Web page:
Furniture designer Cheryl Renee Riley grew up in a Southern Baptist family. Despite those beginnings, her elegantly balanced wooden candelabrum, "Shofar Menorah," stands out in a show filled with show-stopping chanukiot.
"I am the kind of person who will immerse myself spiritually in concepts," says Riley, one of 125 American artists who created menorot for the display, "Light Interpretations: A Hanukah Menorah Invitational," which opens Sunday, Nov. 12 at the Jewish Museum San Francisco.
Before beginning her menorah, Riley carefully researched the history of Chanukah. The San Francisco designer hoped her hollow, boat-shaped menorah would not only communicate the "richness of old and cherished rituals" but also include some of the African influences that typically inspire her work.
"I like a challenge. I love to learn new things. I learned a lot of Jewish culture. That, to me, is the most exciting part of my job," says Riley.
That's just the combination of artistry, creative reinterpretation and education museum curator Susan Mall was hoping for when she began inviting artists to participate in the show.
Despite her own love of menorot (she has long been a private collector), Mall says she was overwhelmed by the artists' responses.
"I thought I'd invite 175 artists and get 50, which I thought would primarily be the Jewish ones. But the artists just responded. It struck a note," says Mall. "They were challenged by the concept. Many [of the 125 participants] told me about their own religious upbringing, and others were just intrigued by the symbol."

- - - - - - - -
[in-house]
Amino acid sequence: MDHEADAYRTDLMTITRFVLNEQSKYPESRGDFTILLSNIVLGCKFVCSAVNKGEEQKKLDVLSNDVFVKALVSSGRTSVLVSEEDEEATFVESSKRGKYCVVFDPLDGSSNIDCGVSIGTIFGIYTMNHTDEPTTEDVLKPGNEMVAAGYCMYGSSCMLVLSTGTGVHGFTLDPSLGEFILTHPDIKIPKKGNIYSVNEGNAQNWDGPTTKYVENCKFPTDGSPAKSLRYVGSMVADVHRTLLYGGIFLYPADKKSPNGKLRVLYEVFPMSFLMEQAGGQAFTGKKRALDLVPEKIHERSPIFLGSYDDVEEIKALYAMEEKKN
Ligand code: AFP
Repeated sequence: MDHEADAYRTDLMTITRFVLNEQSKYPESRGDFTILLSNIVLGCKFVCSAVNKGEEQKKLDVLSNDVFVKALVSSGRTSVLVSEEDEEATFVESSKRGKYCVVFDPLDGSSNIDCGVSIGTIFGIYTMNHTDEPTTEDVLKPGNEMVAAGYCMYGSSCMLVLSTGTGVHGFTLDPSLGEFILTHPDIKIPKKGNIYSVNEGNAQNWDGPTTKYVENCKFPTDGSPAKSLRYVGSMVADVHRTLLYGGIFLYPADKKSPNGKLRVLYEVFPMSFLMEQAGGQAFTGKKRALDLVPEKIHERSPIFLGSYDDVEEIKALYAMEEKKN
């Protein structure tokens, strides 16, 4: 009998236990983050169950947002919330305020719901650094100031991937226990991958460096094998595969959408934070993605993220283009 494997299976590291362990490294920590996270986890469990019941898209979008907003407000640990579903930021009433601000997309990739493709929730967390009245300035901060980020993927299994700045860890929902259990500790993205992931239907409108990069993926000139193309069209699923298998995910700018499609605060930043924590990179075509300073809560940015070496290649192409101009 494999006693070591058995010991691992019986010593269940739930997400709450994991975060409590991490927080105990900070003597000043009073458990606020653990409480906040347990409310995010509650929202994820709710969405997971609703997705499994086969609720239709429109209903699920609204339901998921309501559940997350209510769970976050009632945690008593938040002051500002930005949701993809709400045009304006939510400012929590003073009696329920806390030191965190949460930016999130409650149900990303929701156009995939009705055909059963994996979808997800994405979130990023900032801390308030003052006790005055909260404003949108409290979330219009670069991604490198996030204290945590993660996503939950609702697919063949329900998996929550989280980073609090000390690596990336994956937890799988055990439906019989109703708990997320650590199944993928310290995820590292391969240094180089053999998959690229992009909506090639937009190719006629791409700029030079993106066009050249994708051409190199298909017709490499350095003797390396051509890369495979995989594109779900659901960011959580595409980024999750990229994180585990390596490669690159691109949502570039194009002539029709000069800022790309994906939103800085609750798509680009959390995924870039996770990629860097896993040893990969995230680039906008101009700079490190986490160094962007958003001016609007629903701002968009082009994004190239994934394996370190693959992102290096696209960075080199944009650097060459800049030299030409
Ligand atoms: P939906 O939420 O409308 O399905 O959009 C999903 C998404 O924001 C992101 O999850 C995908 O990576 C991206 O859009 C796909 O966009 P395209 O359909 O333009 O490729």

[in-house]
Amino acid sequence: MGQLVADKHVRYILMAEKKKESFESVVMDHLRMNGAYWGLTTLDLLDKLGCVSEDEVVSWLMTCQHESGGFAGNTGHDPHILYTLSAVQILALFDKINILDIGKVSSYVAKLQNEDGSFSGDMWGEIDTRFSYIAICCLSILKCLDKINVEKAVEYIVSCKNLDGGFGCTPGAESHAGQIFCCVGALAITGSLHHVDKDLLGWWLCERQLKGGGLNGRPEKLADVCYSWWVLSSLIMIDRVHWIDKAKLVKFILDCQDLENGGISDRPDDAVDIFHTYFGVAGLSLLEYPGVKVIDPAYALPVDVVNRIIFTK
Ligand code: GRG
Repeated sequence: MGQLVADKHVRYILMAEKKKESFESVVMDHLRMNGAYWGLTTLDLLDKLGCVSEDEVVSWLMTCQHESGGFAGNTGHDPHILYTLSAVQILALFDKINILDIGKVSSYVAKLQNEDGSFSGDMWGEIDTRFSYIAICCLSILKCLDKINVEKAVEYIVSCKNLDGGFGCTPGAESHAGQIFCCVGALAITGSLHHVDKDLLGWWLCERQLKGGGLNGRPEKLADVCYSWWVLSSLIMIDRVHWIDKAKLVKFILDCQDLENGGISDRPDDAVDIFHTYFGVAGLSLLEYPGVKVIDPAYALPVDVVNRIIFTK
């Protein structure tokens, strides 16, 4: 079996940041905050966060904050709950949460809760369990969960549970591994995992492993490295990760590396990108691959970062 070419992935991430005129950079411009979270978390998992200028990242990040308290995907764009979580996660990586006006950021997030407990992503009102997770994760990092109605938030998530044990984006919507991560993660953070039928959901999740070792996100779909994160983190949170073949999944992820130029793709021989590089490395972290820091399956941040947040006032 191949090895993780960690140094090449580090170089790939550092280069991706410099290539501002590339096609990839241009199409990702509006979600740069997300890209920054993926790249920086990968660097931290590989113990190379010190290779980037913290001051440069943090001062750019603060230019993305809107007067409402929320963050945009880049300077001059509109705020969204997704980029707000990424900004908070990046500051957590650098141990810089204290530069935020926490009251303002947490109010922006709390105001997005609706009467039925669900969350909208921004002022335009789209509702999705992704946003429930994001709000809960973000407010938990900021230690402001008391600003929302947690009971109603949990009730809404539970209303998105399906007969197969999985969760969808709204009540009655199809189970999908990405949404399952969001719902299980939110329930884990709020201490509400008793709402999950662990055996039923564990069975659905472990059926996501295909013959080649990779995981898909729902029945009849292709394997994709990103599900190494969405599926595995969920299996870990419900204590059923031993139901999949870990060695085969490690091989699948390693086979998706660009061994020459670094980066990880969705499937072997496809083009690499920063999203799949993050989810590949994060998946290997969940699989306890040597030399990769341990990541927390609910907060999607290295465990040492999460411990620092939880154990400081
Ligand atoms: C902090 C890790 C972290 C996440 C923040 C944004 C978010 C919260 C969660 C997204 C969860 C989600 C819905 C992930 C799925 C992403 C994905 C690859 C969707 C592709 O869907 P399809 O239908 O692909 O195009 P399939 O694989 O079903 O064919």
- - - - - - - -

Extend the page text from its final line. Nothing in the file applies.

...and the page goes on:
For artist Carl Dern, who is known for his work in steel, the lure of the exhibit was that it gave him a chance to express his ideas while remaining true to the structure of the symbol.
The artist fashioned eight tiny chair-shaped candleholders, with a delicate ladder as the shamash (helper candle). It is one of the most evocative menorot in the show.
The chairs, he says, "represent human presence. A chair can represent a person having left a place, or about to arrive. It can be expectation or absence. A ladder has the same feel. Is the person all the way up?"
Chairs and ladders are common metaphors in the work of the Stinson Beach artist who, this time, envisioned them through the prism of the Chanukah story.
"I immensely enjoyed making it. It gave me a format. The question is, what do [I] do within that format to express an idea, to carry my thoughts, my work into the process.
"What I thought was important was what the piece communicated from a person who is not Jewish. It's a communication between a non-Jew and the Jewish community. I like that," says Dern.
While the exhibit is filled with interpretations of the Jewish symbol shaped by other cultures, there are still a number of more traditional pieces.
San Francisco architect Stanley Saitowitz, who recently designed six 54-foot-high glass and steel towers as a Holocaust memorial in Boston, was raised Orthodox in Johannesburg, South Africa. His goal while creating a menorah was to stay within the framework of the Shulchan Arukh, the written code of Jewish law, which tells "what constitutes a kosher menorah."
"The traditional menorah is quite prescriptive. All candles must be of the same height, in a straight line and so on," says Saitowitz.
Working within those guidelines, which were stricter than those the Jewish Museum distributed to artists, Saitowitz's simple stainless steel menorah strives to express the Chanukah story in a new way.
"What was most striking for me was this miracle of continuous light for eight days. The idea of continuous light," he explains, is why all the branches in his menorah are connected.
"It's about continuity."